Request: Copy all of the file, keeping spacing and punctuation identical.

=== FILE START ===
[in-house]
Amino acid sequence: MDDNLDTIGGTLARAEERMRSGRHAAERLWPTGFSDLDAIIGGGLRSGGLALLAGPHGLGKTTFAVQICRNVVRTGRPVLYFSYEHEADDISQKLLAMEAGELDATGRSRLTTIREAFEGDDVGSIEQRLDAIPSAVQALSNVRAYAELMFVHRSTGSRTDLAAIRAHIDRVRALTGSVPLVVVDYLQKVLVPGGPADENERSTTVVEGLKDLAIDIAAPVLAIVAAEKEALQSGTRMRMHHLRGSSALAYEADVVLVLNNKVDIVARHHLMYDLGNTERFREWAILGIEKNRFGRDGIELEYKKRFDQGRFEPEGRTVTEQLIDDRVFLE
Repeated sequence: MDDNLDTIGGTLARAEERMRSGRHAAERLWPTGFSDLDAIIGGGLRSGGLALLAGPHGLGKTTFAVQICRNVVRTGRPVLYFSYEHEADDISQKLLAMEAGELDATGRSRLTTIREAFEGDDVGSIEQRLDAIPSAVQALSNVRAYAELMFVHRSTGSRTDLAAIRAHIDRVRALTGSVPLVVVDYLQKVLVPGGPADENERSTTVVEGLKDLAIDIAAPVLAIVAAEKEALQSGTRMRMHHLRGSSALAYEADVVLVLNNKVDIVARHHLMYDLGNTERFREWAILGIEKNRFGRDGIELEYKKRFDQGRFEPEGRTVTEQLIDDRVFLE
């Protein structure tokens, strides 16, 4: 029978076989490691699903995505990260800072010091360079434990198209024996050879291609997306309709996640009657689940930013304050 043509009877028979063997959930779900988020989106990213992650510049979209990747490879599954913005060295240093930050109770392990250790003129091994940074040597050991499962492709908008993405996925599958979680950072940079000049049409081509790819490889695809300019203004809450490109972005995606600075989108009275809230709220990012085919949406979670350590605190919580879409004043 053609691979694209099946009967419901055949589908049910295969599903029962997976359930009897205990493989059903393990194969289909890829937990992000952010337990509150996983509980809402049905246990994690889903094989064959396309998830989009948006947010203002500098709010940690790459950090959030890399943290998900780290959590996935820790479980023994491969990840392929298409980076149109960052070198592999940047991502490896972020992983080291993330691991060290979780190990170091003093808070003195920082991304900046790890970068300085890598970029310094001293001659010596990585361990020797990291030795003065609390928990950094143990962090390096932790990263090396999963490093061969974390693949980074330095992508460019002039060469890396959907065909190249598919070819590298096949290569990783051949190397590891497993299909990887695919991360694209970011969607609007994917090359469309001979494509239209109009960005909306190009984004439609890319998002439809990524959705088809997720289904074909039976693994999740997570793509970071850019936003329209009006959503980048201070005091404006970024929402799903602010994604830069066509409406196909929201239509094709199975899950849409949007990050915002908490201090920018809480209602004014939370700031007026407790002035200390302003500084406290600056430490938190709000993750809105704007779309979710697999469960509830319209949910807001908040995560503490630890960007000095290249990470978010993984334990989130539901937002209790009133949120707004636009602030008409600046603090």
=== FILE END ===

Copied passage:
[in-house]
Amino acid sequence: MDDNLDTIGGTLARAEERMRSGRHAAERLWPTGFSDLDAIIGGGLRSGGLALLAGPHGLGKTTFAVQICRNVVRTGRPVLYFSYEHEADDISQKLLAMEAGELDATGRSRLTTIREAFEGDDVGSIEQRLDAIPSAVQALSNVRAYAELMFVHRSTGSRTDLAAIRAHIDRVRALTGSVPLVVVDYLQKVLVPGGPADENERSTTVVEGLKDLAIDIAAPVLAIVAAEKEALQSGTRMRMHHLRGSSALAYEADVVLVLNNKVDIVARHHLMYDLGNTERFREWAILGIEKNRFGRDGIELEYKKRFDQGRFEPEGRTVTEQLIDDRVFLE
Repeated sequence: MDDNLDTIGGTLARAEERMRSGRHAAERLWPTGFSDLDAIIGGGLRSGGLALLAGPHGLGKTTFAVQICRNVVRTGRPVLYFSYEHEADDISQKLLAMEAGELDATGRSRLTTIREAFEGDDVGSIEQRLDAIPSAVQALSNVRAYAELMFVHRSTGSRTDLAAIRAHIDRVRALTGSVPLVVVDYLQKVLVPGGPADENERSTTVVEGLKDLAIDIAAPVLAIVAAEKEALQSGTRMRMHHLRGSSALAYEADVVLVLNNKVDIVARHHLMYDLGNTERFREWAILGIEKNRFGRDGIELEYKKRFDQGRFEPEGRTVTEQLIDDRVFLE
């Protein structure tokens, strides 16, 4: 029978076989490691699903995505990260800072010091360079434990198209024996050879291609997306309709996640009657689940930013304050 043509009877028979063997959930779900988020989106990213992650510049979209990747490879599954913005060295240093930050109770392990250790003129091994940074040597050991499962492709908008993405996925599958979680950072940079000049049409081509790819490889695809300019203004809450490109972005995606600075989108009275809230709220990012085919949406979670350590605190919580879409004043 053609691979694209099946009967419901055949589908049910295969599903029962997976359930009897205990493989059903393990194969289909890829937990992000952010337990509150996983509980809402049905246990994690889903094989064959396309998830989009948006947010203002500098709010940690790459950090959030890399943290998900780290959590996935820790479980023994491969990840392929298409980076149109960052070198592999940047991502490896972020992983080291993330691991060290979780190990170091003093808070003195920082991304900046790890970068300085890598970029310094001293001659010596990585361990020797990291030795003065609390928990950094143990962090390096932790990263090396999963490093061969974390693949980074330095992508460019002039060469890396959907065909190249598919070819590298096949290569990783051949190397590891497993299909990887695919991360694209970011969607609007994917090359469309001979494509239209109009960005909306190009984004439609890319998002439809990524959705088809997720289904074909039976693994999740997570793509970071850019936003329209009006959503980048201070005091404006970024929402799903602010994604830069066509409406196909929201239509094709199975899950849409949007990050915002908490201090920018809480209602004014939370700031007026407790002035200390302003500084406290600056430490938190709000993750809105704007779309979710697999469960509830319209949910807001908040995560503490630890960007000095290249990470978010993984334990989130539901937002209790009133949120707004636009602030008409600046603090």